Cooper Union, the New York college that had been free for more than 100 years, will now require that its students pay tuition. This development is unfortunate, for sure, but often commentary on the Cooper Union problem (including that appearing in the College Guide) has treated the tuition as if it were a the result of inevitable forces related to the rising cost of education.

That might be part of it, but Cooper Union has always been exceptional, and always operated very differently from other colleges in the past. What happened?

As Felix Salmon shows in a piece at Reuters, the reason Cooper Union is charging tuition has to do with some very specific, and very bad financial decisions the school made in recent years.

In 2000 Cooper Union hired George Campbell to run the school. And Campbell, according to Salmon, spent money:

You can see where a huge amount of the money went: into a gratuitously glamorous and expensive New Academic Building [below], built at vast expense, with the aid of a $175 million mortgage which Cooper Union has no ability to repay.

The bland name for the building is a symptom of the fact that Cooper’s capital campaign, designed to raise the money for its construction, was a massive flop: no one gave remotely enough money to justify putting their name on the building. It’s also a symptom of the fact that no one on the board had any appetite for naming it after George Campbell, the main architect of the scheme which involved going massively into debt in order to construct this white elephant.


This stuff isn’t shocking or even particularly noteworthy. This is, indeed, the story of the private university of our era: go into debt to build new buildings and the students will come. Let them take on some debt; it’s worth it.

Meanwhile, however, the school was starting to sell off the principal, since the 1970s it had been shedding (admittedly for huge cash payments) the real estate holdings that enabled it to be tuition free for so long.

And so its administrators and board members were eventually faced with what looked like pretty fundamental problem: charge tuition or just shut down. And so it charged tuition. According to a transcript of a September 2012 board meeting Salmon obtained, one of the trustees explained the need for more money like this:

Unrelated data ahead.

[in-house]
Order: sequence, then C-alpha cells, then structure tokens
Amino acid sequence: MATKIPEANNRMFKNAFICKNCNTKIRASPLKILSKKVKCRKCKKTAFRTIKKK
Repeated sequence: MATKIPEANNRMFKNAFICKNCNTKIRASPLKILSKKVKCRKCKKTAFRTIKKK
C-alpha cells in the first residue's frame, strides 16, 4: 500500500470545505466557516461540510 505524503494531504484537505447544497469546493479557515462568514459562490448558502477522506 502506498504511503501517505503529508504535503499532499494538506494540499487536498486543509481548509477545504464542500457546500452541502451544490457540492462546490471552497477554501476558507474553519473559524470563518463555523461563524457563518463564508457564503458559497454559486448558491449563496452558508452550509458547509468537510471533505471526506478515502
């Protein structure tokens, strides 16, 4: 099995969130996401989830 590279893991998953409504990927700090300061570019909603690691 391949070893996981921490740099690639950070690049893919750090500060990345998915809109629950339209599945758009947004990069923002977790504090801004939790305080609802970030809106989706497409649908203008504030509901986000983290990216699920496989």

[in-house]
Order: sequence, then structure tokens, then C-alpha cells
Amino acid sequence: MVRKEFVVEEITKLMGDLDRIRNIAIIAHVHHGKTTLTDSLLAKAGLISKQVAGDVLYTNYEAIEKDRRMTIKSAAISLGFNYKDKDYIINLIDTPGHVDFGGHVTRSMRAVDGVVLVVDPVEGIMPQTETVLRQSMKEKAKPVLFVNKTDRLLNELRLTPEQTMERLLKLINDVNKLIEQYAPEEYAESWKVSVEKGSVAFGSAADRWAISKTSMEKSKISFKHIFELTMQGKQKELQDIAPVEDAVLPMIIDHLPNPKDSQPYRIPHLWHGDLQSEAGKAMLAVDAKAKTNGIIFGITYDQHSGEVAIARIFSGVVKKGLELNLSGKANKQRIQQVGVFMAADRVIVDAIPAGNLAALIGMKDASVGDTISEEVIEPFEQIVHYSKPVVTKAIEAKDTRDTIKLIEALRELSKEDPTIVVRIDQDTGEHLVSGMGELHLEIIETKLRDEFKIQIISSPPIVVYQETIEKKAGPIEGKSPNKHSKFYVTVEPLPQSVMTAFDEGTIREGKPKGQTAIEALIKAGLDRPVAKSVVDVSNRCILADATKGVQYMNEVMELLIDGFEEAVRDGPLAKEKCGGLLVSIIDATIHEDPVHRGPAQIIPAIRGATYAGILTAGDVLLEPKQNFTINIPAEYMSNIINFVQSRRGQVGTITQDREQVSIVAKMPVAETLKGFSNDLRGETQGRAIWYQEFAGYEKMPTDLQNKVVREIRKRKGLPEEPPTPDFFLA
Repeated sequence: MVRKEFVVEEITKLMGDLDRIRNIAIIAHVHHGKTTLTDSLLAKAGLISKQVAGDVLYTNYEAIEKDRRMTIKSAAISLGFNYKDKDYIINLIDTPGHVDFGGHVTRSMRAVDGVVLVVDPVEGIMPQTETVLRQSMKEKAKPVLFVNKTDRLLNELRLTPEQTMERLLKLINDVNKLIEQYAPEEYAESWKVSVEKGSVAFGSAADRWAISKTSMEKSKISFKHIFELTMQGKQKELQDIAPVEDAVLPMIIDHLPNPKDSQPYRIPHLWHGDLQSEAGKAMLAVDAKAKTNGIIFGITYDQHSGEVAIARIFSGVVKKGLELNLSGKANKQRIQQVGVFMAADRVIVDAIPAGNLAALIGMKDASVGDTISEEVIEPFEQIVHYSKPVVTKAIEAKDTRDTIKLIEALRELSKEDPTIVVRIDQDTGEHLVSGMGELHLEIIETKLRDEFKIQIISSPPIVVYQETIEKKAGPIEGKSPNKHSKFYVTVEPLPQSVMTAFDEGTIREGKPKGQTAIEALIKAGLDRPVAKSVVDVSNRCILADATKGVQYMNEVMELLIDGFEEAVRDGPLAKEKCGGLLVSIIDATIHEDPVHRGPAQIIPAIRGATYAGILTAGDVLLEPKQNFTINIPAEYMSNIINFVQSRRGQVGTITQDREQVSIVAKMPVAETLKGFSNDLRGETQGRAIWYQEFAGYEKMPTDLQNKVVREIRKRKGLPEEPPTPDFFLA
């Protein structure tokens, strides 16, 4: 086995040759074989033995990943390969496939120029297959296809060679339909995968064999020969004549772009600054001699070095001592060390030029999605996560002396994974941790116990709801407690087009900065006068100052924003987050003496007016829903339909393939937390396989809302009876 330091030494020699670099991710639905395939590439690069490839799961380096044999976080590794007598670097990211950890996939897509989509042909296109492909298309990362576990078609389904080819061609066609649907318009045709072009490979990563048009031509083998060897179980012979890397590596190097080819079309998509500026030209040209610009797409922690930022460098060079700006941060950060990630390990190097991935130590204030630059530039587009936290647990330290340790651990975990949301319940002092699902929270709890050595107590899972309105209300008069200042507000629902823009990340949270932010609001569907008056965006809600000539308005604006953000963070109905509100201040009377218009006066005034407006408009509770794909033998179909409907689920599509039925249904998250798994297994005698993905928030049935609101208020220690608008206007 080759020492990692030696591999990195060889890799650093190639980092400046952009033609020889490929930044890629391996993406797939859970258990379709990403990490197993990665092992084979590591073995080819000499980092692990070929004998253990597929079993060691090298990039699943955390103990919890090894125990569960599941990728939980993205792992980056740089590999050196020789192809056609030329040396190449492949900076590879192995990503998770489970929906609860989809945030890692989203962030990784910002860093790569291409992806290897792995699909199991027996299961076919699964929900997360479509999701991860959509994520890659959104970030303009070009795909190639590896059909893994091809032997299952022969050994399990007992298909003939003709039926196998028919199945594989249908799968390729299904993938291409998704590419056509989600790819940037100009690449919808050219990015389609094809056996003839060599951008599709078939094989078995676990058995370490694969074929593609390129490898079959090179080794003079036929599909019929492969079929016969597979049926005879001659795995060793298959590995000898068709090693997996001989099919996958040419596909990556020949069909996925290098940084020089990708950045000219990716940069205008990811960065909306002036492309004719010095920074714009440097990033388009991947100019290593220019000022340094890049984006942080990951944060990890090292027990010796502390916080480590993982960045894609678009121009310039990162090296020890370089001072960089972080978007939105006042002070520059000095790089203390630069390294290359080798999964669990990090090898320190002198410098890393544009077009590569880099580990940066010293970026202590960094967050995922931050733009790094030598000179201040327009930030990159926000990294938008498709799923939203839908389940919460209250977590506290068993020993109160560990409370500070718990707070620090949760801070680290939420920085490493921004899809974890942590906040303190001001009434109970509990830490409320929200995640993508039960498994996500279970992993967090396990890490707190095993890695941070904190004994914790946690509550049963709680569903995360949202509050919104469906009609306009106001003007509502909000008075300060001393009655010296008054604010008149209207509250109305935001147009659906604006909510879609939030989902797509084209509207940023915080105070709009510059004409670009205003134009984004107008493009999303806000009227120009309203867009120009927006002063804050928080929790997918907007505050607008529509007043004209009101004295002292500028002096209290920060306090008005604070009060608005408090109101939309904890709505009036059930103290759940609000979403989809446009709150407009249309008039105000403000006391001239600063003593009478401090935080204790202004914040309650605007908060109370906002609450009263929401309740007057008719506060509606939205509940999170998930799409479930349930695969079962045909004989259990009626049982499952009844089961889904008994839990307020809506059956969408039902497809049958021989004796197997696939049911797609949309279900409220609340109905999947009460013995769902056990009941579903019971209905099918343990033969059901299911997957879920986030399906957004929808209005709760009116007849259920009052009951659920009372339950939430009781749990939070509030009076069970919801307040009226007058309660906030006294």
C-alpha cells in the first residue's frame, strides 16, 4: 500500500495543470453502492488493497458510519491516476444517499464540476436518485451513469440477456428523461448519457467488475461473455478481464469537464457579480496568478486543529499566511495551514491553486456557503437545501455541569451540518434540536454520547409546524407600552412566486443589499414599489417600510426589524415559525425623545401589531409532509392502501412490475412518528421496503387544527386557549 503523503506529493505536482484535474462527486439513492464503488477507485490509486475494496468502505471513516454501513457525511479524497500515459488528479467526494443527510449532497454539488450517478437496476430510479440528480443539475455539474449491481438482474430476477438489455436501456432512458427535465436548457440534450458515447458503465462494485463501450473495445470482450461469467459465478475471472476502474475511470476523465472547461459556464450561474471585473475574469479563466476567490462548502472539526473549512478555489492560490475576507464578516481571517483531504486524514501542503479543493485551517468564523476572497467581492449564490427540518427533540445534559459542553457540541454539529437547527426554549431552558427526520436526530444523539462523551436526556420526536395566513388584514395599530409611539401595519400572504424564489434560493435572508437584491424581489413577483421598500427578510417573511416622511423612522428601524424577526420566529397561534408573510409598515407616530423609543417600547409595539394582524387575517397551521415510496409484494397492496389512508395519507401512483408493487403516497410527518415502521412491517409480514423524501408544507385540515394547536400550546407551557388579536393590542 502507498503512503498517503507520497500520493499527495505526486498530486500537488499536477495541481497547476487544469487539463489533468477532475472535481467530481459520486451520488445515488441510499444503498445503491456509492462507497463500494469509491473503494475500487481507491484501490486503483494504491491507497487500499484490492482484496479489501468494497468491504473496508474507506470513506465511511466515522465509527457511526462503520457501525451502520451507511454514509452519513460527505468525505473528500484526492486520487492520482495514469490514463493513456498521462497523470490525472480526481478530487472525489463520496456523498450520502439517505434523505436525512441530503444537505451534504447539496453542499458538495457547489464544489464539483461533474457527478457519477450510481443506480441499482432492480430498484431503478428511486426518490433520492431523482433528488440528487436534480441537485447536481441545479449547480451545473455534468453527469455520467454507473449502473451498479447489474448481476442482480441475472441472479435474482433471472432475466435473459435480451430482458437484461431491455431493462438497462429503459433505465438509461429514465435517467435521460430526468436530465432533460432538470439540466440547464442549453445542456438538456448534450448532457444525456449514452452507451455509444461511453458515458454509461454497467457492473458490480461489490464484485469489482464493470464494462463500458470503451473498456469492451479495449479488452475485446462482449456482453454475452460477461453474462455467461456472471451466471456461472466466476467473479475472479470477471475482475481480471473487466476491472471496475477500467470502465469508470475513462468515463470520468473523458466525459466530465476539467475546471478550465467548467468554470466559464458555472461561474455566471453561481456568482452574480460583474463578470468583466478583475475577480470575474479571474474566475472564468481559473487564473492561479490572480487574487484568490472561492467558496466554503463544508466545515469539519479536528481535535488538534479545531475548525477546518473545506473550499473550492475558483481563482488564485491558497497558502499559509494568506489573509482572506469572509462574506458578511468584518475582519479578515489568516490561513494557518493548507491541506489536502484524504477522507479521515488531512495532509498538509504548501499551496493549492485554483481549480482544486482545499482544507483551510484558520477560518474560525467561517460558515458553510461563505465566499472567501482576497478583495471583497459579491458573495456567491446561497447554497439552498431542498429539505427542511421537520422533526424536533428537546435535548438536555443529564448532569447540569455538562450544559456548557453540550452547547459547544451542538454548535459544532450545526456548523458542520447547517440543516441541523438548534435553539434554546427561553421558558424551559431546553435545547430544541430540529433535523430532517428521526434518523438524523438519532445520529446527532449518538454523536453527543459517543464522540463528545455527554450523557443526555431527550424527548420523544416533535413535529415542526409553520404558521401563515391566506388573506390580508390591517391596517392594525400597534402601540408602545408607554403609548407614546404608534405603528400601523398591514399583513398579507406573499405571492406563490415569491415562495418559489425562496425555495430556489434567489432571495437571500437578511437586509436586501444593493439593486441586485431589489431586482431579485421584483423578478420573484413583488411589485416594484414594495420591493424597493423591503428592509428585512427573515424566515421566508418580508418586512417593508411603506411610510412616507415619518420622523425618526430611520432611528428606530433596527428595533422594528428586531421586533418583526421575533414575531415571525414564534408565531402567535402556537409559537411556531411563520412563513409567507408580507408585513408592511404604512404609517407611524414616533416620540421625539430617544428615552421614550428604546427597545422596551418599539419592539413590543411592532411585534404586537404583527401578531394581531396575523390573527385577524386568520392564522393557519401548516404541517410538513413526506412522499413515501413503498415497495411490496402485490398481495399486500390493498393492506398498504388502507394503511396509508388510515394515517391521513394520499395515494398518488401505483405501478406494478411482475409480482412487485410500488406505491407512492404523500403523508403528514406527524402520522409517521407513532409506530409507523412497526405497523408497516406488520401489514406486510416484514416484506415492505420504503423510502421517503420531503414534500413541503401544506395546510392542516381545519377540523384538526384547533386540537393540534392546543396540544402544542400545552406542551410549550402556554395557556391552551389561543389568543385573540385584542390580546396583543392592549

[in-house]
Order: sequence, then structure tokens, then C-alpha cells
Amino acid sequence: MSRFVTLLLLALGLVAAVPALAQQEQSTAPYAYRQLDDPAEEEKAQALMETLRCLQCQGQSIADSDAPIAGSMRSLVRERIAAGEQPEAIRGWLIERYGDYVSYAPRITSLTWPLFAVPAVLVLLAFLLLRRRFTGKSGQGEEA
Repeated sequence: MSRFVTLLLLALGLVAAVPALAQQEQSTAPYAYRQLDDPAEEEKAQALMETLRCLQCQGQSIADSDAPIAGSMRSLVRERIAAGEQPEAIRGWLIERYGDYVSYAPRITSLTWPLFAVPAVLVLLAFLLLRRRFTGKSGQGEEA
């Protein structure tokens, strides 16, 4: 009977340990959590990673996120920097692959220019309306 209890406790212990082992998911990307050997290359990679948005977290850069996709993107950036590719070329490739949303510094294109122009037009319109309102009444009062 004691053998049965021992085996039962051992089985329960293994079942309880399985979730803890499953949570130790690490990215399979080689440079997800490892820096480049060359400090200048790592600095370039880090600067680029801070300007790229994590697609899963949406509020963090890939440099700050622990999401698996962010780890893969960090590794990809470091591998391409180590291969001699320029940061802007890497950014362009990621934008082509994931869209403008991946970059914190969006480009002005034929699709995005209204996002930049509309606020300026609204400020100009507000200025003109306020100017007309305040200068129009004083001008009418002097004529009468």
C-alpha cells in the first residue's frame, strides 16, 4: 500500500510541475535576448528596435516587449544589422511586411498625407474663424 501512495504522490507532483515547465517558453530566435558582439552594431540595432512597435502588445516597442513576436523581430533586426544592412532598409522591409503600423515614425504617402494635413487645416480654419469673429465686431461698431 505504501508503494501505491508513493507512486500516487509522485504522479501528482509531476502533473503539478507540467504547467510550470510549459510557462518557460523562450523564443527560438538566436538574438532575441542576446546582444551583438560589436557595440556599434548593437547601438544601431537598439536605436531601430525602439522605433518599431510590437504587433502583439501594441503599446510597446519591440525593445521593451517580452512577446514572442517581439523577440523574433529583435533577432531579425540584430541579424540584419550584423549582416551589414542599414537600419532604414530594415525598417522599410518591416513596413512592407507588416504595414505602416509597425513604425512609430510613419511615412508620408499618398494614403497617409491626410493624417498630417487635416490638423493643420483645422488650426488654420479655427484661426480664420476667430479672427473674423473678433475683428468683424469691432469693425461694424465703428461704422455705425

Maintaining the highest standards of excellence means that we must constantly aim to improve through investment. We must engage in a continuous process of strengthening our academic programs, our faculty, and the clarity of our academic reputation. The institution will invest in our programs and our faculty to ensure that we always are, and are regarded as, equal to the best.

This sort of discussion of university quality also isn’t shocking or even particularly noteworthy as far as the blather of officialdom goes. But it has, Salmon nothing at all to do with Peter Cooper and his thoughts about the institution he was creating.

The United States is full of higher-education institutions trying to carve out “a global brand” for themselves, often through “investment”. They generally have multi-billion-dollar endowments, global name recognition, and undergraduate tuition costs somewhere north of $40,000 a year. You could name a dozen of them off the top of your head, and Cooper Union would never be one of them. On the other hand, what you can’t do is name a dozen — or even two — institutions like Cooper, based on a social mission and free tuition and low-key excellence, where the pedagogy is not reliant on the provision of climbing walls, and where the health of the institution is not reliant on jet-setting deans who address the World Economic Forum on the subject of Global Leadership.

Charging tuition might very well be the way that Cooper Union can keep operating in the manner to which it’s become accustomed. The institution will continue to enroll bright and motivated students and employ many brilliant and committed instructors.

But this is the story of how an institution of higher learning lost its soul. In an effort to “maintain the highest standards of excellence” and strengthen its “academic programs, faculty, and the clarity of academic reputation” it become an institution just like any other private college in America.

That’s not maintaining the highest standards of excellence; that’s promoting mediocrity.

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Daniel Luzer

Daniel Luzer is the news editor at Governing Magazine and former web editor of the Washington Monthly. Find him on Twitter: @Daniel_Luzer